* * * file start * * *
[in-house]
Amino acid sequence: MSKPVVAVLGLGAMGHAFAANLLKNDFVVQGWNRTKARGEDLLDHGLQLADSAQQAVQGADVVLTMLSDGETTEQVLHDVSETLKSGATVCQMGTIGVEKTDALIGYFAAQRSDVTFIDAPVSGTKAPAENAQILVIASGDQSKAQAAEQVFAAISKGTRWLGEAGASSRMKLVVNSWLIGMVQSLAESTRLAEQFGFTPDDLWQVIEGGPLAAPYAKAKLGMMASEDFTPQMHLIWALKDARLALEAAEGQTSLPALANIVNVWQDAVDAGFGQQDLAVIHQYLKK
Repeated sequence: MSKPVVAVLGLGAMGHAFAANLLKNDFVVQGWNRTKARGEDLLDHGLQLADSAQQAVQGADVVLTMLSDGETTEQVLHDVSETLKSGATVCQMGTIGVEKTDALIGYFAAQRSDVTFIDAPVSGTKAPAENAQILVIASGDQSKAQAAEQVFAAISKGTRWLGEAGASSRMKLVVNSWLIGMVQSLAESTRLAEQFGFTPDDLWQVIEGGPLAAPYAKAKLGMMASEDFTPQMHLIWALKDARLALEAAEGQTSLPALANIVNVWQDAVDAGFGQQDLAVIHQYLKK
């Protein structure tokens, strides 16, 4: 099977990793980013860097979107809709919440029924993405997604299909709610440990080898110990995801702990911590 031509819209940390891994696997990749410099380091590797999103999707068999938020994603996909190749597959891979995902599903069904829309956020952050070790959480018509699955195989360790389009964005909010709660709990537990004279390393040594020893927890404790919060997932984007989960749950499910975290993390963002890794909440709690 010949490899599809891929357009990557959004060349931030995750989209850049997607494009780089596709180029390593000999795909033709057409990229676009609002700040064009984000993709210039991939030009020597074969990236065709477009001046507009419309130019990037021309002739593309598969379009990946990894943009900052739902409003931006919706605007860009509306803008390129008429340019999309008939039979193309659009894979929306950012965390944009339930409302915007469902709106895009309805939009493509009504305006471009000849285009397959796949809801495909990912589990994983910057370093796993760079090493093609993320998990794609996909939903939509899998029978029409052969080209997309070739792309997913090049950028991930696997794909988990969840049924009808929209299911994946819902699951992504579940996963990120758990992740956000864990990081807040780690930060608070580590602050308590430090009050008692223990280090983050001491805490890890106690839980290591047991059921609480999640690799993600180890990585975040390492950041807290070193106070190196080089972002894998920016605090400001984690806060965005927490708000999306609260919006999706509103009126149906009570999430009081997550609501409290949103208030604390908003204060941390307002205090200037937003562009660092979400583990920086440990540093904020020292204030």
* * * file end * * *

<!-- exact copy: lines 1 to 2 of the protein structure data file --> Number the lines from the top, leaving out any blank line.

[in-house]
Amino acid sequence: MSKPVVAVLGLGAMGHAFAANLLKNDFVVQGWNRTKARGEDLLDHGLQLADSAQQAVQGADVVLTMLSDGETTEQVLHDVSETLKSGATVCQMGTIGVEKTDALIGYFAAQRSDVTFIDAPVSGTKAPAENAQILVIASGDQSKAQAAEQVFAAISKGTRWLGEAGASSRMKLVVNSWLIGMVQSLAESTRLAEQFGFTPDDLWQVIEGGPLAAPYAKAKLGMMASEDFTPQMHLIWALKDARLALEAAEGQTSLPALANIVNVWQDAVDAGFGQQDLAVIHQYLKK